A federal judge blocked a state law aimed at diverting public money from Planned Parenthood, saying in a Friday ruling that the group stood to suffer "irreparable injury."
The Ohio law targets the more than $1.4 million in funding that Planned Parenthood gets through the state's health department. That money, mostly from the federal government, supports certain education and prevention programs. The law would bar such funds from going to entities that perform or promote abortions.
“I pleased to see that the Court has decided to stand by the many women who depend on Planned Parenthood for affordable health care services," said Sen. Sandra Williams (D-Cleveland). "I applaud the efforts of Planned Parenthood and the many men and women who work each day to protect health care access for women.”
The restrictions, which had been slated to take effect in May, were signed by Republican Gov. John Kasich during his failed presidential bid.
The state's Republican attorney general will appeal the ruling, his spokesman said.
Planned Parenthood of Greater Ohio and Planned Parenthood Southwest Ohio Region had sued the state, saying the law violated their constitutional rights by denying them the funds "in retaliation for" providing abortions. Their lawsuit names the state's health director as a defendant.
U.S. District Judge Michael Barrett in Cincinnati sided with Planned Parenthood in granting a permanent injunction, which keeps state officials from enforcing the law's provisions.
Barrett, who was nominated to the bench by then-President George W. Bush, a Republican, said in many instances Planned Parenthood was chosen over other entities to receive the funds as part of a competitive grant process. He said if the changes were to take effect the group couldn't offer some free services and would no longer have access to the juvenile justice and foster care systems to teach teenagers about healthy relationships.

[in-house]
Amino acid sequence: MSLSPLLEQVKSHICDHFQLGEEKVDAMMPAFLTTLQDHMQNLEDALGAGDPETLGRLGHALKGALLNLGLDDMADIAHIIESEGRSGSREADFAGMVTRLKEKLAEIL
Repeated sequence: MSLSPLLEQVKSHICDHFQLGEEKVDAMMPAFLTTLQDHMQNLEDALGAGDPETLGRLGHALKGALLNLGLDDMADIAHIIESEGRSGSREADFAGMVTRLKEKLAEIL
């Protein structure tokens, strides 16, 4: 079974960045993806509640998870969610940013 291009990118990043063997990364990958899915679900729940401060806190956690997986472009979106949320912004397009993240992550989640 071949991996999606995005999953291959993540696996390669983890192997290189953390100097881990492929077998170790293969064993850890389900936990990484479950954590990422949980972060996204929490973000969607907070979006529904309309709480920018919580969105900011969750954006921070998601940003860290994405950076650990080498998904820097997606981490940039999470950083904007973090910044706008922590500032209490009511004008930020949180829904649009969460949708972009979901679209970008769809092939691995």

If not blocked, the judge wrote, Planned Parenthood would "suffer a continuing irreparable injury for which there is no adequate remedy at law."
The state's attorneys had argued that Planned Parenthood was trying to override state policy choices and that no entity has a constitutional right to receive public money.
"Planned Parenthood supplies no basis for disturbing Ohio's legislative judgments about how to spend its public money," attorneys wrote in a court brief.
Planned Parenthood has said Ohio's law would not force any of its 28 health centers in the state to close but the legislation would deprive thousands of patients of access to HIV tests, breast and cervical cancer screenings and other prevention and education initiatives.
The group's attorneys argued the law was unconstitutional because it required, as a condition of receiving government funds, that recipients abandon their constitutionally protected rights to free speech and to provide abortion services.
Planned Parenthood officials praised the judge's decision, calling it a win for Ohio residents who rely on the organization for care.
"Politicians have no business blocking patients from the care they need — and today the court stopped them in their tracks," said Iris Harvey, the head of Planned Parenthood of Greater Ohio.
Under the U.S. Supreme Court's 1973 Roe v. Wade ruling, women have a constitutionally protected right to terminate a pregnancy before a fetus is able to survive outside the womb, generally around 24 weeks of pregnancy.
Planned Parenthood is a national target because of its role as the largest U.S. abortion provider.
Anti-abortion group Ohio Right to Life, which lobbied in support of the funding changes, said the judge's ruling violates the state's rights and the conscience rights of taxpayers.
"Here is one more example of the arrogance of the Federal Court," said Molly Smith, president of the Cleveland Right to Life group. "We urge Ohio Department of Health Director Rick Hodges to appeal this decision. Ohio has a history of preferring childbirth over abortion and this common sense and life enhancing citizen policy has been ignored by this activist judge."
Federal law and the laws of most states already prevent public money from paying for abortions except in rare circumstances, but the recent defunding bills prohibit state money for any services by an organization that also provides abortions.
According to Planned Parenthood, politicians in 24 states have either enacted or proposed measures since last July that target the organization with defunding. In most of those states, the cuts haven't taken effect.
Planned Parenthood says that since a U.S. Supreme Court ruling in June that struck down tough abortion restrictions in Texas, courts have blocked laws there and in Alabama, Alaska, Florida, Kansas, Indiana, Mississippi, Ohio, Utah and Wisconsin.